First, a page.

The Human Praxis Institute is a Salisbury-based human relations firm that specializes in strategic planning, racial and equity training and mediation services. Heggins said she wrote the mayor and other leaders asking for the opportunity to present to them a human relations crisis response plan for the Salisbury area.
“My concern, my focus is to do my part in creating the safest, most welcoming, inclusive, healing and restorative community possible,” she said in her letter.
Heggins said her presentation will include more than just a “reactive component; it will include and emphasize the importance of proactive measures.”
“We cannot continue to ignore the deep work that needs to be done around social and racial equity. I believe that our ignoring what must be done is a mockery of our civic duty, a false voicing of shalom and the embracing of a craven disposition,” she said.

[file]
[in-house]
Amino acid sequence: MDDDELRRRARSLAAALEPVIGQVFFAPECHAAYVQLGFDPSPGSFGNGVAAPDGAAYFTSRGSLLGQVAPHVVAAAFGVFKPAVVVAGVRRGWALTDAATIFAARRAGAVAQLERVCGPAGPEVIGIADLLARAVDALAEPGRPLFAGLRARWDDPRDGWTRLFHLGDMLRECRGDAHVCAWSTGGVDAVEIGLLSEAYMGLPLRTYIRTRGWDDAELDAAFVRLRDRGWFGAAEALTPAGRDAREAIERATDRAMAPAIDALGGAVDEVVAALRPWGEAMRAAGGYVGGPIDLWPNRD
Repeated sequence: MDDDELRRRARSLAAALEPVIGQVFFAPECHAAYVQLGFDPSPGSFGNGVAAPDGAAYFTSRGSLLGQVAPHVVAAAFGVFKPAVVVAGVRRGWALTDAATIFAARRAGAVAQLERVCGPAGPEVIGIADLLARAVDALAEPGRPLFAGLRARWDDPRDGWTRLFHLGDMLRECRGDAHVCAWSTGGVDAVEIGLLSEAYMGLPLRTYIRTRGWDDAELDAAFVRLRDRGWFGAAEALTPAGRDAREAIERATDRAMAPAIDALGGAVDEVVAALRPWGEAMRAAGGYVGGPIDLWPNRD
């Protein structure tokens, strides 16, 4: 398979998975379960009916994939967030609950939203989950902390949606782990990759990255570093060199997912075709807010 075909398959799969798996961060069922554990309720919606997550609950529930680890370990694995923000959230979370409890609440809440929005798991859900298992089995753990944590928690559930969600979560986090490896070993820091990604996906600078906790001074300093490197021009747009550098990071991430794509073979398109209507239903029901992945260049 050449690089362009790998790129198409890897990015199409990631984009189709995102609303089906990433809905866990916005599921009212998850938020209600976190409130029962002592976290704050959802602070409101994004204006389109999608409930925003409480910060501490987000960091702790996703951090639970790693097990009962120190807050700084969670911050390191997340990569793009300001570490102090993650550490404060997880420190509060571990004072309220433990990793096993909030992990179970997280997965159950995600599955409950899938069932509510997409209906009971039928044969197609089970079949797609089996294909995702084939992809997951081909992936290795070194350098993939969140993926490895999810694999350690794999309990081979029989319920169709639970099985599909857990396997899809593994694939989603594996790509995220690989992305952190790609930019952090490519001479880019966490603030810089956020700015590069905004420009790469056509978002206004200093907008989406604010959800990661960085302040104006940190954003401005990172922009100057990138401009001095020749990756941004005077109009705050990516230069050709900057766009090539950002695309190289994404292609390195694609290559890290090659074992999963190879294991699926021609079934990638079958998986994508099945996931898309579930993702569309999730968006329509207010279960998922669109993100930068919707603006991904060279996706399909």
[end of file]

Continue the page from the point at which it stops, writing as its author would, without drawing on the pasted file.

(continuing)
“For me, one of the most troubling things is the strained relationship between law enforcement and the black community. The institutional racism that supports and nurtures fear of others. We have to be willing to do the work that needs to be done to build trust,” Heggins said.
City Councilman Ken Hardin said when shootings of unarmed black men occur and protests follow, it’s almost like a split along racial and socioeconomic lines.
The black community sees it as a “manifestation of the anger and frustration we’ve heard,” while the white community he said, seems to not “understand the outcry and public protest.”